Full access
Stephen M. Griffies, Michael Winton, Leo J. Donner, Larry W. Horowitz, Stephanie M. Downes, Riccardo Farneti, Anand Gnanadesikan, William J. Hurlin, Hyun-Chul Lee, Zhi Liang, Jaime B. Palter, Bonita L. Samuels, Andrew T. Wittenberg, Bruce L. Wyman, Jianjun Yin, and Niki Zadeh

Abstract

This paper documents time mean simulation characteristics from the ocean and sea ice components in a new coupled climate model developed at the NOAA Geophysical Fluid Dynamics Laboratory (GFDL). The GFDL Climate Model version 3 (CM3) is formulated with effectively the same ocean and sea ice components as the earlier CM2.1 yet with extensive developments made to the atmosphere and land model components. Both CM2.1 and CM3 show stable mean climate indices, such as large-scale circulation and sea surface temperatures (SSTs). There are notable improvements in the CM3 climate simulation relative to CM2.1, including a modified SST bias pattern and reduced biases in the Arctic sea ice cover. The authors anticipate SST differences between CM2.1 and CM3 in lower latitudes through analysis of the atmospheric fluxes at the ocean surface in corresponding Atmospheric Model Intercomparison Project (AMIP) simulations. In contrast, SST changes in the high latitudes are dominated by ocean and sea ice effects absent in AMIP simulations. The ocean interior simulation in CM3 is generally warmer than in CM2.1, which adversely impacts the interior biases.

Full access
Anand Gnanadesikan, Keith W. Dixon, Stephen M. Griffies, V. Balaji, Marcelo Barreiro, J. Anthony Beesley, William F. Cooke, Thomas L. Delworth, Rudiger Gerdes, Matthew J. Harrison, Isaac M. Held, William J. Hurlin, Hyun-Chul Lee, Zhi Liang, Giang Nong, Ronald C. Pacanowski, Anthony Rosati, Joellen Russell, Bonita L. Samuels, Qian Song, Michael J. Spelman, Ronald J. Stouffer, Colm O. Sweeney, Gabriel Vecchi, Michael Winton, Andrew T. Wittenberg, Fanrong Zeng, Rong Zhang, and John P. Dunne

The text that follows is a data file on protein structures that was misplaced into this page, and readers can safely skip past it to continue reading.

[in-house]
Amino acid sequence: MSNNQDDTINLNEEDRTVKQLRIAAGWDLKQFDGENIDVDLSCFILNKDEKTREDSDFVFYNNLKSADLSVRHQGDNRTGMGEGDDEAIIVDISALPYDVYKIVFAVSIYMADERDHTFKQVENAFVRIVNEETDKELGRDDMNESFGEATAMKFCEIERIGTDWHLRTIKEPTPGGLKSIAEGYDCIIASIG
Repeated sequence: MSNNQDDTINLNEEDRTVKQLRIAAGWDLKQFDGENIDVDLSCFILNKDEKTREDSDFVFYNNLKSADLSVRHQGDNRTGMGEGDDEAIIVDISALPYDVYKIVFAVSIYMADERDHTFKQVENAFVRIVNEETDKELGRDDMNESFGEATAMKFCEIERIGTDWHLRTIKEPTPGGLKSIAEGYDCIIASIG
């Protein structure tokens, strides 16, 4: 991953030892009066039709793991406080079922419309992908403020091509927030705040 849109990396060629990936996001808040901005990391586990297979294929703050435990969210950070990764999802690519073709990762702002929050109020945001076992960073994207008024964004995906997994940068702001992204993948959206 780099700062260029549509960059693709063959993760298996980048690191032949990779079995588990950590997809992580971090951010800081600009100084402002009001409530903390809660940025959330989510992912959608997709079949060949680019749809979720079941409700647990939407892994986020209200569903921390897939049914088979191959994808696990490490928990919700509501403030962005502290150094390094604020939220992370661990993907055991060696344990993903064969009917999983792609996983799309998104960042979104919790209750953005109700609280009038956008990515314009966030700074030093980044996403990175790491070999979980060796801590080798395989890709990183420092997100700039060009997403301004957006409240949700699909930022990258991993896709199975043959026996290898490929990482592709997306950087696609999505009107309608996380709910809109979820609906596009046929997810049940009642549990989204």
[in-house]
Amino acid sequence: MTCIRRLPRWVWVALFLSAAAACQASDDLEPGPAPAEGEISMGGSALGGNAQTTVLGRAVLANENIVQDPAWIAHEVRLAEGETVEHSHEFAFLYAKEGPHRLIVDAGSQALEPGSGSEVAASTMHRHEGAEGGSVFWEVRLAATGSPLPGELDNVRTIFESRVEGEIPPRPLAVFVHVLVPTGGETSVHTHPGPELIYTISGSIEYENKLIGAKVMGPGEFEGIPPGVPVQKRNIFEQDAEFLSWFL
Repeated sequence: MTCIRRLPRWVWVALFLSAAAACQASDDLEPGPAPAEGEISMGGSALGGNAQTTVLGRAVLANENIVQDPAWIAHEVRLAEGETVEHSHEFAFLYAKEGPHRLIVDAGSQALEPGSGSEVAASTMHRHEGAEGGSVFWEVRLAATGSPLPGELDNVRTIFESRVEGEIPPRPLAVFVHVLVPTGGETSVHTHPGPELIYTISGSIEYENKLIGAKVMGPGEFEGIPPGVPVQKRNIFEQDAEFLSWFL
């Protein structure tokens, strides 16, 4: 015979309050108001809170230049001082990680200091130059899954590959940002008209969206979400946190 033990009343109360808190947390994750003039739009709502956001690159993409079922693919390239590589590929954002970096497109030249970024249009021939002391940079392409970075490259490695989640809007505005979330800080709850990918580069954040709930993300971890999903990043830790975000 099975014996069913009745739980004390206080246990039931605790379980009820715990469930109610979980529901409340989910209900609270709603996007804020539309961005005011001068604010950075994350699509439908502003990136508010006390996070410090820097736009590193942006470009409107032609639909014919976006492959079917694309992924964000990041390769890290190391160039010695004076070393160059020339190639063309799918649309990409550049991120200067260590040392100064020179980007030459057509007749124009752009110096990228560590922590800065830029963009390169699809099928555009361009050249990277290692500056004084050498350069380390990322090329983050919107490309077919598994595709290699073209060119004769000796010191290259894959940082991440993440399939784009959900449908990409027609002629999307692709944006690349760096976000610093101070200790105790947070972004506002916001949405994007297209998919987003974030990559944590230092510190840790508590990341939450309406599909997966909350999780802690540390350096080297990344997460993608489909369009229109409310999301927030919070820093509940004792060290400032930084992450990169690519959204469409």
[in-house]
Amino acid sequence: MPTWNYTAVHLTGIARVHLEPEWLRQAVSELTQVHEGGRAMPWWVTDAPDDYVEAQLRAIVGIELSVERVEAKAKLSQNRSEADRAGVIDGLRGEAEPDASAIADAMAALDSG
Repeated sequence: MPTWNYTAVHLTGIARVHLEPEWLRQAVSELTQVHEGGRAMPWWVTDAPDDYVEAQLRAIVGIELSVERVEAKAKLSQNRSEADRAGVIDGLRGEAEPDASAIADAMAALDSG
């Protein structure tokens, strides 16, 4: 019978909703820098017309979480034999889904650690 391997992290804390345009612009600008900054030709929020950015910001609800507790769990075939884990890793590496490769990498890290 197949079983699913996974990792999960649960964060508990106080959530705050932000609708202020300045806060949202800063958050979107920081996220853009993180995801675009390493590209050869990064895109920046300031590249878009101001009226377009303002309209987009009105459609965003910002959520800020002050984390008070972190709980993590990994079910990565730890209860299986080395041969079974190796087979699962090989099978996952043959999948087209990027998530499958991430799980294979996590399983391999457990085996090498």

Abstract

The current generation of coupled climate models run at the Geophysical Fluid Dynamics Laboratory (GFDL) as part of the Climate Change Science Program contains ocean components that differ in almost every respect from those contained in previous generations of GFDL climate models. This paper summarizes the new physical features of the models and examines the simulations that they produce. Of the two new coupled climate model versions 2.1 (CM2.1) and 2.0 (CM2.0), the CM2.1 model represents a major improvement over CM2.0 in most of the major oceanic features examined, with strikingly lower drifts in hydrographic fields such as temperature and salinity, more realistic ventilation of the deep ocean, and currents that are closer to their observed values. Regional analysis of the differences between the models highlights the importance of wind stress in determining the circulation, particularly in the Southern Ocean. At present, major errors in both models are associated with Northern Hemisphere Mode Waters and outflows from overflows, particularly the Mediterranean Sea and Red Sea.

Full access